So what does this tell the guy with sexually harmful behavior - that he can do what he likes in this country because there is about a 99% chance that he will get away with it.
If we want this to be a safe country for women travellers, or for any woman or child, we need to turn this around. We need to let people know that it is not OK to use other people to meet their sexual needs. We need an outreach program me to invite those who might be struggling with sexually harmful ideas or urges to seek treatment. We also need to make a dramatic change to our justice system so that it can be effective at providing consequences for those who sexually violate adults and children, to turn that 99% chance of getting away with it, into a 99% chance of facing consequences, before it gets to homicide.
We are committed to continuing to provide specialist services to help victims reclaim their lives after the devastation that sexual violence causes.
To do this we would appreciate your support this Christmas.
Thank you as always for your support. Wishing you safe and happy holidays Kathryn McPhillips
Executive Director - HELP Auckland
PS. If you would like to support HELP's ongoing work to help victims of sexual assault,
please consider making a donation.
Last week we were talking about how important it is to show children that we are available to listen to them, that we want them to tell us about things that are bothering them. How did you get on with the exercises last week? We found the easiest part telling the kids we loved them and wanted to hear if something was bothering them. How about you?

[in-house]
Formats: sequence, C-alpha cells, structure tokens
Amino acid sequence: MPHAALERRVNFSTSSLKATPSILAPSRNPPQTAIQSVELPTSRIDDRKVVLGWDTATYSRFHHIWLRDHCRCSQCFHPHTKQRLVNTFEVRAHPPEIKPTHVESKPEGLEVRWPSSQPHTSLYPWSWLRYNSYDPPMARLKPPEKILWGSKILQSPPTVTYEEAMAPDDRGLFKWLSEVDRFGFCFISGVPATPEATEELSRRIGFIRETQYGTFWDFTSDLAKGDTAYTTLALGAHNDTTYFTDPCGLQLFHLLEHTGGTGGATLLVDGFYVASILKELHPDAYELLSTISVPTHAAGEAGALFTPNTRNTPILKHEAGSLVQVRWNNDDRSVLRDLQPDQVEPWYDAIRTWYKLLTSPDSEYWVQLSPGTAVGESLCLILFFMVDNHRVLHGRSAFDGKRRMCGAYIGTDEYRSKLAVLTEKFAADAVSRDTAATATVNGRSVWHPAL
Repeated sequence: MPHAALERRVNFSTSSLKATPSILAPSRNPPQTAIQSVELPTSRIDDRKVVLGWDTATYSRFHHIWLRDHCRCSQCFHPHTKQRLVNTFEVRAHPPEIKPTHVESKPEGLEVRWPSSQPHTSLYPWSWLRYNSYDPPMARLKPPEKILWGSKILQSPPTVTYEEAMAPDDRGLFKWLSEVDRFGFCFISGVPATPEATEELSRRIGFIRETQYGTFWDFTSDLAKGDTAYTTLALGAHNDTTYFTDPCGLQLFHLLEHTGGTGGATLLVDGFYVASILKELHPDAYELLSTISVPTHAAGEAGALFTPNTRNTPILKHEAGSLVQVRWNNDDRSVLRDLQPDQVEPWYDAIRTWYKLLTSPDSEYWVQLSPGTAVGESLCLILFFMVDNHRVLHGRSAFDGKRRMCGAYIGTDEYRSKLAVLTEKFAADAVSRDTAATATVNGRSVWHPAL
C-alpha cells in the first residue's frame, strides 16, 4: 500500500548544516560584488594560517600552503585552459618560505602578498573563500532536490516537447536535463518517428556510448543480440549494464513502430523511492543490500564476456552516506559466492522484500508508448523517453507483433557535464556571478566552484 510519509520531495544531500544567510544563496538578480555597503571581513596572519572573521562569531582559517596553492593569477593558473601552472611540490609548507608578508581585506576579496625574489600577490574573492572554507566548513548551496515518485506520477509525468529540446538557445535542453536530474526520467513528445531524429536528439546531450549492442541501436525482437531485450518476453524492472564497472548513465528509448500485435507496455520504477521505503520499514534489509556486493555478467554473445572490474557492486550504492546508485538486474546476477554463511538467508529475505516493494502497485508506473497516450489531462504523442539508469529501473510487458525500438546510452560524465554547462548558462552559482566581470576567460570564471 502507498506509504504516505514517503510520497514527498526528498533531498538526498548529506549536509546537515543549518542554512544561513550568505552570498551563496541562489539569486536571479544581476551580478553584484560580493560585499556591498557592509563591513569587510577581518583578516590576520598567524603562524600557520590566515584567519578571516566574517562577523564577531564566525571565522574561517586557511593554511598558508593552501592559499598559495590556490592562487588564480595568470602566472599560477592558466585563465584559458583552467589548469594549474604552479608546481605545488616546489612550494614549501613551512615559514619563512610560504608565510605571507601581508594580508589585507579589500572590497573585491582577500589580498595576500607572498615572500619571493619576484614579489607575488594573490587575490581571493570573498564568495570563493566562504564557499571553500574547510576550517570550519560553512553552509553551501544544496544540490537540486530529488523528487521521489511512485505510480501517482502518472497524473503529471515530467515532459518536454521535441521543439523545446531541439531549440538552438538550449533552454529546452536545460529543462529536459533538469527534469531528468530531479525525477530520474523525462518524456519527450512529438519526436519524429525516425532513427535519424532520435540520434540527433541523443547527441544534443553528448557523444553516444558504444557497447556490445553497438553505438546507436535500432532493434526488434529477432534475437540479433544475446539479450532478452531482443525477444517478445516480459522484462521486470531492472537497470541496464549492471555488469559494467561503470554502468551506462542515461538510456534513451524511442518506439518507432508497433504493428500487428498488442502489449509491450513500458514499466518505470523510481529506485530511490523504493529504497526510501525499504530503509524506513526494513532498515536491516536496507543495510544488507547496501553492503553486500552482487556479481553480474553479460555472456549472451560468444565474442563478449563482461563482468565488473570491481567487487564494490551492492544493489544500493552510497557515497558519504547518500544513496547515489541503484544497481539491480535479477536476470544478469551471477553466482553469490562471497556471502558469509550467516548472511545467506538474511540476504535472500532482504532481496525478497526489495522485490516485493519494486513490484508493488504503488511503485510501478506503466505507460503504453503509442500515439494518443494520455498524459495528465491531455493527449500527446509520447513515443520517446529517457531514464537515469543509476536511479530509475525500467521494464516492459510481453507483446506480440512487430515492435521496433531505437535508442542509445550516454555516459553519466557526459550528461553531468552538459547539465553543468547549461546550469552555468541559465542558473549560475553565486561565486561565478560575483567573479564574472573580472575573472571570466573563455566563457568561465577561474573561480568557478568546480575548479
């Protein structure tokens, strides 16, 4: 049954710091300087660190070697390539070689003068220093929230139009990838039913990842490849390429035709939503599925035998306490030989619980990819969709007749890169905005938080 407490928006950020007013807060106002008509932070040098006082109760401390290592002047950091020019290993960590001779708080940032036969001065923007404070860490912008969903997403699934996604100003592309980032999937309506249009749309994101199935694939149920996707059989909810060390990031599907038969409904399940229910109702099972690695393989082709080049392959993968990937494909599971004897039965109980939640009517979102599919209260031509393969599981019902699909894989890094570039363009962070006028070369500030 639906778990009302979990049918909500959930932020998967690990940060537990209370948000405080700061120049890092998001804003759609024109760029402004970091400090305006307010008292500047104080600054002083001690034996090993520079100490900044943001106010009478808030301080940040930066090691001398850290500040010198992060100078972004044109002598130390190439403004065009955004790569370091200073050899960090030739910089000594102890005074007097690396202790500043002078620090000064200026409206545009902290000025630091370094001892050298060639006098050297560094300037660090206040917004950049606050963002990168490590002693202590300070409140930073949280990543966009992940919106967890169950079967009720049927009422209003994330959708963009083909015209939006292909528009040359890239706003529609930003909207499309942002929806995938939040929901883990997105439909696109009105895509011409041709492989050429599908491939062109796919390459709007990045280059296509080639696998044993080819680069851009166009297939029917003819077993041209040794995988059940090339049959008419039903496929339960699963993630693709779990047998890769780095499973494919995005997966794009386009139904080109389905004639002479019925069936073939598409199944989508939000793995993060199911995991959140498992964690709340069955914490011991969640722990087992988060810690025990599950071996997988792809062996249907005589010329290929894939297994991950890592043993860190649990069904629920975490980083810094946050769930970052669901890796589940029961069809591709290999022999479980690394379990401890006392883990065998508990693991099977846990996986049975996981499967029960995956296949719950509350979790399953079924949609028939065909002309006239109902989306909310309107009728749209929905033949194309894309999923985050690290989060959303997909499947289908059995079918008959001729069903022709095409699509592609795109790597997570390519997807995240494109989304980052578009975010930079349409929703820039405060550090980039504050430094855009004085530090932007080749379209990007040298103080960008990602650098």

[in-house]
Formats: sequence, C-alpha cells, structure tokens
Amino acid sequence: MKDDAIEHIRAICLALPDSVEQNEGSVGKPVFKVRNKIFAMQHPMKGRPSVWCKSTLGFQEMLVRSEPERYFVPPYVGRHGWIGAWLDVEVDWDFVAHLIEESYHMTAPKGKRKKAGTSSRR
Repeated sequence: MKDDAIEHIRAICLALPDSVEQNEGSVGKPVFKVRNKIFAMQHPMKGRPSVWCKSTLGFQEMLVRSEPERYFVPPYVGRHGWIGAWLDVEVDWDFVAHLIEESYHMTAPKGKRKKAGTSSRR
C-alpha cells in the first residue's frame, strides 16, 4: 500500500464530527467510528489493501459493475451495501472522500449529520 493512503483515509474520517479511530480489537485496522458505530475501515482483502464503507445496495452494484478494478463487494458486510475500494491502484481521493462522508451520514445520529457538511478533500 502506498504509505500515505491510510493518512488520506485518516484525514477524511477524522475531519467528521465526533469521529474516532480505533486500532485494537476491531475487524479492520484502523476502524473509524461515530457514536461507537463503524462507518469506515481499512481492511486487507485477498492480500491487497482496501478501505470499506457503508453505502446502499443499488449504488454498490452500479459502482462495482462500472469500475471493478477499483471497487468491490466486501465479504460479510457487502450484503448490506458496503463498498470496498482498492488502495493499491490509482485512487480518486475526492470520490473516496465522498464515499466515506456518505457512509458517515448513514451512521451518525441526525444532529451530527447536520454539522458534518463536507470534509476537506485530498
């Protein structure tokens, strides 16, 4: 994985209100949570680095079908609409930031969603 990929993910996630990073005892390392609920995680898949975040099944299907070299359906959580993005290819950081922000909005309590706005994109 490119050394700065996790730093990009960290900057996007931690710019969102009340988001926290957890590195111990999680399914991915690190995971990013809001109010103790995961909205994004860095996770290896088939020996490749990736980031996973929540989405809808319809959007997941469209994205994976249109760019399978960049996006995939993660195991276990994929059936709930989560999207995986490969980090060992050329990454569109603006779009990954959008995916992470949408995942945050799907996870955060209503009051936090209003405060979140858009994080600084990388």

This week we will be talking about bodies and how important it is to use the proper names for bodies!
Children who know the proper names of their body parts, including their genitals, and are used to talking about their bodies with their caregivers may find it easier to talk about inappropriate touching if it happens.
The more matter-of-factually, and without embarrassment, we can talk about bodies, the easier it is for children to talk to us about those parts of their bodies. They often learn from us what is embarrassing or shameful, and if we are not embarrassed talking about bodies it can make it easier for them. When children don’t hear their adults talking about bodies, they can learn that it’s something they shouldn’t talk about, which can make it hard to speak up about inappropriate touch.
This week caregivers can:
Last week we talked about how
important your relationship with your
child is for preventing child sexual abuse (check out our post on the 1st December). How did you get on with the exercises?
We also did them, and noticed the number of times where demands on our time were split over work, kids and other things.
It seemed to help to make eye contact with the kids, even if to just say we’d be there in a moment. How did you get on?
This week, we will be talking about how to react when a child tells us about abuse.
We know from research that what happens when a child tells someone about abuse is really important in their later recovery from the whole experience.
That’s why if a child chooses you as their safe person and tells you about abuse we should aim to:
This week we would like to invite you to practice:
Ruth Davy-Fundraising Manager, HELP Auckland